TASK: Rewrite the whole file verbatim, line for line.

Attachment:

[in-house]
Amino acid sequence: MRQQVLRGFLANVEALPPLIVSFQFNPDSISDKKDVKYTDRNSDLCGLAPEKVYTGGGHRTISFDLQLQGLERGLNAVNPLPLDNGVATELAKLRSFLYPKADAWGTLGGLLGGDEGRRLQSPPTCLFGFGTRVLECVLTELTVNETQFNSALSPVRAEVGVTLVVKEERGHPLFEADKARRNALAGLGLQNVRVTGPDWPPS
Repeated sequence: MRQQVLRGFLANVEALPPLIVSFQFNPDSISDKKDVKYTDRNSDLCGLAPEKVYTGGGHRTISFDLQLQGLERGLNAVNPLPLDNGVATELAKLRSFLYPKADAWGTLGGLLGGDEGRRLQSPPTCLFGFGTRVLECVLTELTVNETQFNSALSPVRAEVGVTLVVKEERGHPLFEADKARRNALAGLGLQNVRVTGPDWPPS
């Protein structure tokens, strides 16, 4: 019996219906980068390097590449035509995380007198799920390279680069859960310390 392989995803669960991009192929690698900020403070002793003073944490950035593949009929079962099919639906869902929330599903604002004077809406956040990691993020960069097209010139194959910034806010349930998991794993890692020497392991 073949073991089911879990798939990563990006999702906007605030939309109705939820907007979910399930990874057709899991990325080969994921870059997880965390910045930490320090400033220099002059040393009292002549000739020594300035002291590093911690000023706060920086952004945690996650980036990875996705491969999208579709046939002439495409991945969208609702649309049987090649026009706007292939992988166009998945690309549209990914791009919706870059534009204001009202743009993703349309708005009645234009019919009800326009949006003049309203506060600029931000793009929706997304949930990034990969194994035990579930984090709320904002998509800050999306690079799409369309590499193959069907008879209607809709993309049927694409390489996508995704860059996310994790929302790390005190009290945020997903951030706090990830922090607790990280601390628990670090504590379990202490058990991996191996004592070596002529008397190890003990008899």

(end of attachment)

[in-house]
Amino acid sequence: MRQQVLRGFLANVEALPPLIVSFQFNPDSISDKKDVKYTDRNSDLCGLAPEKVYTGGGHRTISFDLQLQGLERGLNAVNPLPLDNGVATELAKLRSFLYPKADAWGTLGGLLGGDEGRRLQSPPTCLFGFGTRVLECVLTELTVNETQFNSALSPVRAEVGVTLVVKEERGHPLFEADKARRNALAGLGLQNVRVTGPDWPPS
Repeated sequence: MRQQVLRGFLANVEALPPLIVSFQFNPDSISDKKDVKYTDRNSDLCGLAPEKVYTGGGHRTISFDLQLQGLERGLNAVNPLPLDNGVATELAKLRSFLYPKADAWGTLGGLLGGDEGRRLQSPPTCLFGFGTRVLECVLTELTVNETQFNSALSPVRAEVGVTLVVKEERGHPLFEADKARRNALAGLGLQNVRVTGPDWPPS
């Protein structure tokens, strides 16, 4: 019996219906980068390097590449035509995380007198799920390279680069859960310390 392989995803669960991009192929690698900020403070002793003073944490950035593949009929079962099919639906869902929330599903604002004077809406956040990691993020960069097209010139194959910034806010349930998991794993890692020497392991 073949073991089911879990798939990563990006999702906007605030939309109705939820907007979910399930990874057709899991990325080969994921870059997880965390910045930490320090400033220099002059040393009292002549000739020594300035002291590093911690000023706060920086952004945690996650980036990875996705491969999208579709046939002439495409991945969208609702649309049987090649026009706007292939992988166009998945690309549209990914791009919706870059534009204001009202743009993703349309708005009645234009019919009800326009949006003049309203506060600029931000793009929706997304949930990034990969194994035990579930984090709320904002998509800050999306690079799409369309590499193959069907008879209607809709993309049927694409390489996508995704860059996310994790929302790390005190009290945020997903951030706090990830922090607790990280601390628990670090504590379990202490058990991996191996004592070596002529008397190890003990008899």